Can the cold really give you a cold?

Can the cold really give you a cold?

Image for article titled No Mom, Cold Weather Won't Make You Sick

Photo: Olesia Bilkei (Shutterstock)

Kids never seem to want to dress appropriately for any occasion, or at least mine don’t. They want to wear pajamas to school, Halloween costumes to bed, and summer clothes when it snows. So we say what we have to say to get them to put their hats on, right? “You’re going to freeze to death!”

But can you really catch a cold in cold weather? Colds are caused by viruses, so no. But can the cold make you more sensitive to these viruses? Well, that’s a bit more complicated. But probably still not.

Colds are caused by viruses

Colds are infectious diseases caused by germs, especially viruses. So, no, the cold alone cannot cause a cold. However, several viruses can cause a cold. A “cold” is just a word we use to describe a group of symptoms that occur with common respiratory viruses: sore throat, runny nose, coughing, sneezing. According to the CDCsome of the viruses that cause the common cold include:

  • rhinovirus
  • adenovirus
  • respiratory syncytial virus (RSV)
  • coronaviruses (not including COVID and SARS, even though they are also coronaviruses)
  • human parainfluenza virus
  • human metapneumoviruses

Because colds are passed from person to person, to avoid catching one the CDC recommends washing your hands, not touching your face with unwashed hands, and avoiding close contact with sick people. Putting on a hat when you go out is not on the list of preventative measures.

Why are colds more common in winter?

The idea that colds can cause a cold may have arisen from the observation that colds are more common in winter. But many things are different in winter than in summer that affect the spread of respiratory viruses.

For one, we tend to stay inside when it’s cold out, and this puts us into closer contact with others. Cold viruses spread more easily this way—just like COVID does.

Another factor is that cold air carries less moisture than warm air. That means the mucous membranes inside our noses can dry out more easily, whether we’re in the cold weather outside or in dry warm air indoors. (That warm air is often just the cold, dry air from outside, warmed up.) Those membranes are part of our defenses against viruses, so the dry air may make us more susceptible to colds.

There are even more hypotheses why respiratory viruses, including colds and flu, are more common in winter. One is that we get less sunlight and therefore less vitamin D. Another is that viruses can survive longer outside the body when it’s cold. Some proponents of the “cold that makes you catch a cold” myth like to point out that being the cold can stress your body, and any stress can potentially affect your immune system. While this is true, it seems unlikely to be a major factor in whether or not you catch a cold.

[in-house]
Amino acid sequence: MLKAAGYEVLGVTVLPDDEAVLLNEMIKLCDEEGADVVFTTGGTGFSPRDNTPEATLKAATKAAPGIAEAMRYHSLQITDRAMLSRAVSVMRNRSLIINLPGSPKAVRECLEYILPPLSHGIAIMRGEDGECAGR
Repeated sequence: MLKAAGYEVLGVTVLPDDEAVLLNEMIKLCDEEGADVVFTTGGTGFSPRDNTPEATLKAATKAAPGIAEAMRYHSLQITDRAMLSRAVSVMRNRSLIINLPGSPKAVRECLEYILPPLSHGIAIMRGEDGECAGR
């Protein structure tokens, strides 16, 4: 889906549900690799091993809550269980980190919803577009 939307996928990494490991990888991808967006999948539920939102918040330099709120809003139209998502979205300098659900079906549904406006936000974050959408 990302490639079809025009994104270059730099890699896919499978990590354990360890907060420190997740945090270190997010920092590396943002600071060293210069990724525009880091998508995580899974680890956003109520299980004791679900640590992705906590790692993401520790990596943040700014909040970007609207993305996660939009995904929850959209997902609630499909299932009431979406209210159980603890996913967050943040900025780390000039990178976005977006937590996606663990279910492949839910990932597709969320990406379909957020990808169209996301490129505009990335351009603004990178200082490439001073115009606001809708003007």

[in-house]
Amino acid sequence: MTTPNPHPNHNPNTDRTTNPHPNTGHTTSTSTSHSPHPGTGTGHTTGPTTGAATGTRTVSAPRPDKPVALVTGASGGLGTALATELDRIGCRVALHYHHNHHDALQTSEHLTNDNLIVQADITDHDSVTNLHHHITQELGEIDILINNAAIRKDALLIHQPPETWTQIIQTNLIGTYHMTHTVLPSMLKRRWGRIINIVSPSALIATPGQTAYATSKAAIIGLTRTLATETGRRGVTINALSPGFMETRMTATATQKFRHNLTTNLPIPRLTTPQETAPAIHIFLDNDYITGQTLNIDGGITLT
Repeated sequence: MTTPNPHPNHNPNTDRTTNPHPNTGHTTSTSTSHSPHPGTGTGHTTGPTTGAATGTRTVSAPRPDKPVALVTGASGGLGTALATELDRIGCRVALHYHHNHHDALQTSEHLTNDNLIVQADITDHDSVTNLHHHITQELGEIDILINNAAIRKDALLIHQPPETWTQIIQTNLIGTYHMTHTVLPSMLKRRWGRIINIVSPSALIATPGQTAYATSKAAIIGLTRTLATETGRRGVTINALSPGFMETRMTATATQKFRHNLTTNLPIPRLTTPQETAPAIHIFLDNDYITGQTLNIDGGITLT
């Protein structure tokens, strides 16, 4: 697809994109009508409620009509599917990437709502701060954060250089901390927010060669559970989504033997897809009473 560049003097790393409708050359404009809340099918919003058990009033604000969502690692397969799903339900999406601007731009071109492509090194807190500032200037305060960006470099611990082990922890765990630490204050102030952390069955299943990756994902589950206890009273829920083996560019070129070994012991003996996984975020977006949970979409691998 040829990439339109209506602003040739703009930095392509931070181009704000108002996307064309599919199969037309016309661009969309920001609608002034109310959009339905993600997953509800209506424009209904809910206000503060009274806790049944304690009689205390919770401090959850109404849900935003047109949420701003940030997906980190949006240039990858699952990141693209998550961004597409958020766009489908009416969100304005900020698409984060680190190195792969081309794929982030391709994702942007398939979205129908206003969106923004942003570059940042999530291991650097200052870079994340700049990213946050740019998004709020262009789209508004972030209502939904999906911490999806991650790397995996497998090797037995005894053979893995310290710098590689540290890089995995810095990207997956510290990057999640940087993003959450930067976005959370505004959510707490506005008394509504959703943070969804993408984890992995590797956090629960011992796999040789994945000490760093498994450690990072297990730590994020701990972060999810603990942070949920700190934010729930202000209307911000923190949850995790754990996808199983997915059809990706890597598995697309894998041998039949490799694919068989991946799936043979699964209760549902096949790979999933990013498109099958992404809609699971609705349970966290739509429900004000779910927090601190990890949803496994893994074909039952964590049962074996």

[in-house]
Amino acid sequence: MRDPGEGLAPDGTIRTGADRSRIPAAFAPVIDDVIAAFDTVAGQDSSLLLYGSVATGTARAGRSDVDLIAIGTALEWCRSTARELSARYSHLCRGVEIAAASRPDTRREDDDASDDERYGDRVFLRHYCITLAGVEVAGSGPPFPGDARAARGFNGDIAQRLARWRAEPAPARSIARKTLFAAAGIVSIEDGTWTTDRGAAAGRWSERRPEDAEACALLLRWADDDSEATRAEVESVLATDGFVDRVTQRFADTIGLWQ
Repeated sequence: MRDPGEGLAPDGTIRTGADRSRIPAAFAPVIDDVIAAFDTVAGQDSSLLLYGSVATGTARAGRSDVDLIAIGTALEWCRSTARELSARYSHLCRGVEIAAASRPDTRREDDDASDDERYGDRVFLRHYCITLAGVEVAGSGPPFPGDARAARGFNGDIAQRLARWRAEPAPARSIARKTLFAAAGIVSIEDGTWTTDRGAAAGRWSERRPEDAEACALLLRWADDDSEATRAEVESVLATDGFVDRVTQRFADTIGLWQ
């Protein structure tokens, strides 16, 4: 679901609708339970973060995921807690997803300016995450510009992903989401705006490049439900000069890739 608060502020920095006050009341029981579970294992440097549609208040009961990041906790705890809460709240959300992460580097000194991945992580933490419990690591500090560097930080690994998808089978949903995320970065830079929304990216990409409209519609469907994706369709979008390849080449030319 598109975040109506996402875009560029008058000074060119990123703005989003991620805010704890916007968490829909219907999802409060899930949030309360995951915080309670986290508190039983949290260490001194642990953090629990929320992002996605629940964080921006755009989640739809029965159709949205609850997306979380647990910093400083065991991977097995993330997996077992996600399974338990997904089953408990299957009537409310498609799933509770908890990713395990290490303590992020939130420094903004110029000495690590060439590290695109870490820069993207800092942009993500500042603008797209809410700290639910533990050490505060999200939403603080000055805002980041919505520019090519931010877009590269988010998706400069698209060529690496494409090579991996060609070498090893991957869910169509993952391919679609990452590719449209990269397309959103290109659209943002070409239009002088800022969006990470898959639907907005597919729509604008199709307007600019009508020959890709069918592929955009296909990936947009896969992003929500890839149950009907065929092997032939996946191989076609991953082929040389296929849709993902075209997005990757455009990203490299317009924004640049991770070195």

And William Henry Harrison?

This all probably makes sense, but what about William Henry Harrison, our ninth president, the one who served for barely a month? As the history books tell us, he wanted to make a big deal out of his health and good humor, so he gave a long inaugural speech while standing in the cold without a hat or coat. He caught a cold as a direct result of this, it turned into pneumonia and he died. So how is this possible?

First of all, it’s worth being wary of this story because of how neat it is and practice it seems. The man died because of the consequences of his own pride. Big story. But did he really catch a cold, and was it really because of the hatless speech? According to a review of the evidence in a 2014 issue of the journal Clinical infectious diseasesthe answer to both questions is probably no.

Harrison certainly didn’t catch a cold after his speech. He didn’t start feeling bad until three weeks later. Her symptoms during the first few days were headache, abdominal pain and constipation, as well as fever. A cough appeared later, a few days before his death. So why does everyone think he died of pneumonia? His doctor was puzzled by the pThe resident’s collection of symptoms, the authors of the 2014 analysis wrote, but had to give an answer that would make sense to the public:

In response to intense pressure from a stunned public to provide an explanation for the loss of their newly elected leader, he gave them pneumonia as an answer, but with obvious reservations. “The disease was not considered a case of pure pneumonia [he wrote]; but since it was the most palpable condition, the term pneumonia offered a succinct and intelligible answer to countless questions about the nature of the attack.

But the authors note that the pthe resident’s gastrointestinal symptoms were more severe than his respiratory symptoms, and that he probably died of “enteric fever” or, to put it more simply, a very bad stomach bug (possibly typhoid).

Washington, D.C. had no sewer system at the time, and the White House water supply was oddly close to one of the city’s human waste dumps. The authors point out that Presidents James Polk and Zachary Taylor also had episodes of severe gastrointestinal illness while living in the White House for that time (Taylor also died of it). But, of course, blame Harrison for not wearing a hat in the cold.

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